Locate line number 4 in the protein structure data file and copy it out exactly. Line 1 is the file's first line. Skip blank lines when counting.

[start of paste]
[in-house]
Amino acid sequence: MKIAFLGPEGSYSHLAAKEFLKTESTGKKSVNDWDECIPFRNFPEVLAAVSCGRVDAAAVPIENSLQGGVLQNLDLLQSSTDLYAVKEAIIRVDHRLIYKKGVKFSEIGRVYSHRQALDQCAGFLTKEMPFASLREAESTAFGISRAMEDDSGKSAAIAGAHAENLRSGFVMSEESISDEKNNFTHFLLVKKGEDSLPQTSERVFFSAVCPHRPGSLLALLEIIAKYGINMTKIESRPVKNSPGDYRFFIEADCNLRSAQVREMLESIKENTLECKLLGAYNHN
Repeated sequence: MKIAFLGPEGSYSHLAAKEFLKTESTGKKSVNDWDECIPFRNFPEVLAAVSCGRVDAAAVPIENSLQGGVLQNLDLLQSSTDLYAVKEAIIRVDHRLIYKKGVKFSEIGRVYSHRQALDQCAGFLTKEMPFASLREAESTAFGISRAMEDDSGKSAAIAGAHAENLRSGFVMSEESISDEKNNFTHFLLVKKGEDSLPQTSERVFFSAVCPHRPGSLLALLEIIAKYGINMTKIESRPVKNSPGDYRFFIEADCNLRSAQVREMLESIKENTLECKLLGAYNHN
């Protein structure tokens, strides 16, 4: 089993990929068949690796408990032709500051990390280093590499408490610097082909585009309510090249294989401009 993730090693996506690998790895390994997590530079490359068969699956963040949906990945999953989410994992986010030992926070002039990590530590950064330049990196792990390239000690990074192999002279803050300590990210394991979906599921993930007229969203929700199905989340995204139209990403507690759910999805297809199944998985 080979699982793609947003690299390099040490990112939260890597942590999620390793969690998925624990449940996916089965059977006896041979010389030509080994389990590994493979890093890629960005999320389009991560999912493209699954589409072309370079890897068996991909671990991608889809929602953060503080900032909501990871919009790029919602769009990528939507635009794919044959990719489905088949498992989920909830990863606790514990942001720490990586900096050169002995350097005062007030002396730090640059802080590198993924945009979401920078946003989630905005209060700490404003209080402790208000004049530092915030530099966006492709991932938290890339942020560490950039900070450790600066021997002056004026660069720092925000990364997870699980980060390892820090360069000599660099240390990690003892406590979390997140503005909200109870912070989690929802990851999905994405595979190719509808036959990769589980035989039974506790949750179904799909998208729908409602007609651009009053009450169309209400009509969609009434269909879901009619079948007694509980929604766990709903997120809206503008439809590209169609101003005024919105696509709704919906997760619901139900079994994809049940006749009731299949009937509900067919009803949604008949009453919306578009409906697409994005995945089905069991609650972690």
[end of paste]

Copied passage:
């Protein structure tokens, strides 16, 4: 089993990929068949690796408990032709500051990390280093590499408490610097082909585009309510090249294989401009 993730090693996506690998790895390994997590530079490359068969699956963040949906990945999953989410994992986010030992926070002039990590530590950064330049990196792990390239000690990074192999002279803050300590990210394991979906599921993930007229969203929700199905989340995204139209990403507690759910999805297809199944998985 080979699982793609947003690299390099040490990112939260890597942590999620390793969690998925624990449940996916089965059977006896041979010389030509080994389990590994493979890093890629960005999320389009991560999912493209699954589409072309370079890897068996991909671990991608889809929602953060503080900032909501990871919009790029919602769009990528939507635009794919044959990719489905088949498992989920909830990863606790514990942001720490990586900096050169002995350097005062007030002396730090640059802080590198993924945009979401920078946003989630905005209060700490404003209080402790208000004049530092915030530099966006492709991932938290890339942020560490950039900070450790600066021997002056004026660069720092925000990364997870699980980060390892820090360069000599660099240390990690003892406590979390997140503005909200109870912070989690929802990851999905994405595979190719509808036959990769589980035989039974506790949750179904799909998208729908409602007609651009009053009450169309209400009509969609009434269909879901009619079948007694509980929604766990709903997120809206503008439809590209169609101003005024919105696509709704919906997760619901139900079994994809049940006749009731299949009937509900067919009803949604008949009453919306578009409906697409994005995945089905069991609650972690």